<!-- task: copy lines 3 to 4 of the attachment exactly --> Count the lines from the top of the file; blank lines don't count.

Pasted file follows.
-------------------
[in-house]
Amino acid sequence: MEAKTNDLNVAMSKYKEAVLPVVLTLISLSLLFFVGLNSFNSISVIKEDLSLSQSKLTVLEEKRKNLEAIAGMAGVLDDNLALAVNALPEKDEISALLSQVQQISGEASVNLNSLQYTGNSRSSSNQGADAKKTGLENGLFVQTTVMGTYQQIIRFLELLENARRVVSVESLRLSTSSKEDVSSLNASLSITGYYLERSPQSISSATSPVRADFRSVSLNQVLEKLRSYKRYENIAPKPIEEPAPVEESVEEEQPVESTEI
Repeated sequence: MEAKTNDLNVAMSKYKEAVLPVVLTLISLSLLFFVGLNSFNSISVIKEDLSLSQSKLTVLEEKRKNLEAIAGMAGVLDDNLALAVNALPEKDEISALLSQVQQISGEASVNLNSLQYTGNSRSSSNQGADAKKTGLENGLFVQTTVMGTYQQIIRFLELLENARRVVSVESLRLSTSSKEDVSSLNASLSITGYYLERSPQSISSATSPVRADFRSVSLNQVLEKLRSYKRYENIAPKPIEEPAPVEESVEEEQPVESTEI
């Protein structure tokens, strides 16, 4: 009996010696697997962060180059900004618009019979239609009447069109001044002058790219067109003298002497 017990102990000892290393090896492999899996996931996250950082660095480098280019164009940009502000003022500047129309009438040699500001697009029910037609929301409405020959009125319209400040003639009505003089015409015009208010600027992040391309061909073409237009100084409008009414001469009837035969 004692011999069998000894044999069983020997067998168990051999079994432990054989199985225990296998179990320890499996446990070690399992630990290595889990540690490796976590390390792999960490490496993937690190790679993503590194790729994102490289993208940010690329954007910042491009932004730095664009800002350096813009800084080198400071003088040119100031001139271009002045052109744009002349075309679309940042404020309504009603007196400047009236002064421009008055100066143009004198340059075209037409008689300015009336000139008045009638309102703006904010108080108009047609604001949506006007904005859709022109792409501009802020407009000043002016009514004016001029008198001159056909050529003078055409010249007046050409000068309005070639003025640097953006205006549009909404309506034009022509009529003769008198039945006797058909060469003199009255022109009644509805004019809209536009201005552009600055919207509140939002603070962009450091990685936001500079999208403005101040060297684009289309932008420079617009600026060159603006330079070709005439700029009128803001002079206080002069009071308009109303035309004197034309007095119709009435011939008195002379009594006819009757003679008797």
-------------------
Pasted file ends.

Repeated sequence: MEAKTNDLNVAMSKYKEAVLPVVLTLISLSLLFFVGLNSFNSISVIKEDLSLSQSKLTVLEEKRKNLEAIAGMAGVLDDNLALAVNALPEKDEISALLSQVQQISGEASVNLNSLQYTGNSRSSSNQGADAKKTGLENGLFVQTTVMGTYQQIIRFLELLENARRVVSVESLRLSTSSKEDVSSLNASLSITGYYLERSPQSISSATSPVRADFRSVSLNQVLEKLRSYKRYENIAPKPIEEPAPVEESVEEEQPVESTEI
């Protein structure tokens, strides 16, 4: 009996010696697997962060180059900004618009019979239609009447069109001044002058790219067109003298002497 017990102990000892290393090896492999899996996931996250950082660095480098280019164009940009502000003022500047129309009438040699500001697009029910037609929301409405020959009125319209400040003639009505003089015409015009208010600027992040391309061909073409237009100084409008009414001469009837035969 004692011999069998000894044999069983020997067998168990051999079994432990054989199985225990296998179990320890499996446990070690399992630990290595889990540690490796976590390390792999960490490496993937690190790679993503590194790729994102490289993208940010690329954007910042491009932004730095664009800002350096813009800084080198400071003088040119100031001139271009002045052109744009002349075309679309940042404020309504009603007196400047009236002064421009008055100066143009004198340059075209037409008689300015009336000139008045009638309102703006904010108080108009047609604001949506006007904005859709022109792409501009802020407009000043002016009514004016001029008198001159056909050529003078055409010249007046050409000068309005070639003025640097953006205006549009909404309506034009022509009529003769008198039945006797058909060469003199009255022109009644509805004019809209536009201005552009600055919207509140939002603070962009450091990685936001500079999208403005101040060297684009289309932008420079617009600026060159603006330079070709005439700029009128803001002079206080002069009071308009109303035309004197034309007095119709009435011939008195002379009594006819009757003679008797």